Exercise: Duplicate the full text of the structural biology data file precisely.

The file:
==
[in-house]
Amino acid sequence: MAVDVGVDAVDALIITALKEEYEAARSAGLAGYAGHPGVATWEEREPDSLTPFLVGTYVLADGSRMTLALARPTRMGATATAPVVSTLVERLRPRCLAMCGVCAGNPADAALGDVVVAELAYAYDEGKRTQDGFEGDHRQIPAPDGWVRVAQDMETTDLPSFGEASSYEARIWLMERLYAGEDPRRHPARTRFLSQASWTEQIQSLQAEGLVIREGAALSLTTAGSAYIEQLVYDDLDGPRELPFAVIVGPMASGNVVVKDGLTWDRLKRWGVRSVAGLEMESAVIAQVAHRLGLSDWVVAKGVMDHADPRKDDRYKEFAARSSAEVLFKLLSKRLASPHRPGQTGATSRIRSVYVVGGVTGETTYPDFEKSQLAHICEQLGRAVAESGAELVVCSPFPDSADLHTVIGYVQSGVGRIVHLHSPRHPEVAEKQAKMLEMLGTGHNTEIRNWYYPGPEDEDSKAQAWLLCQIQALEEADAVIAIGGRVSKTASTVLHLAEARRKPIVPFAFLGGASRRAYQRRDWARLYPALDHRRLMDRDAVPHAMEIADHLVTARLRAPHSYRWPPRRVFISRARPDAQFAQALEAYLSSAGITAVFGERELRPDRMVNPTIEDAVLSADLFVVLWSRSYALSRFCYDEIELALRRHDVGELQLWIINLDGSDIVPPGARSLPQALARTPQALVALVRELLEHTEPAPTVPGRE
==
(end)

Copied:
[in-house]
Amino acid sequence: MAVDVGVDAVDALIITALKEEYEAARSAGLAGYAGHPGVATWEEREPDSLTPFLVGTYVLADGSRMTLALARPTRMGATATAPVVSTLVERLRPRCLAMCGVCAGNPADAALGDVVVAELAYAYDEGKRTQDGFEGDHRQIPAPDGWVRVAQDMETTDLPSFGEASSYEARIWLMERLYAGEDPRRHPARTRFLSQASWTEQIQSLQAEGLVIREGAALSLTTAGSAYIEQLVYDDLDGPRELPFAVIVGPMASGNVVVKDGLTWDRLKRWGVRSVAGLEMESAVIAQVAHRLGLSDWVVAKGVMDHADPRKDDRYKEFAARSSAEVLFKLLSKRLASPHRPGQTGATSRIRSVYVVGGVTGETTYPDFEKSQLAHICEQLGRAVAESGAELVVCSPFPDSADLHTVIGYVQSGVGRIVHLHSPRHPEVAEKQAKMLEMLGTGHNTEIRNWYYPGPEDEDSKAQAWLLCQIQALEEADAVIAIGGRVSKTASTVLHLAEARRKPIVPFAFLGGASRRAYQRRDWARLYPALDHRRLMDRDAVPHAMEIADHLVTARLRAPHSYRWPPRRVFISRARPDAQFAQALEAYLSSAGITAVFGERELRPDRMVNPTIEDAVLSADLFVVLWSRSYALSRFCYDEIELALRRHDVGELQLWIINLDGSDIVPPGARSLPQALARTPQALVALVRELLEHTEPAPTVPGRE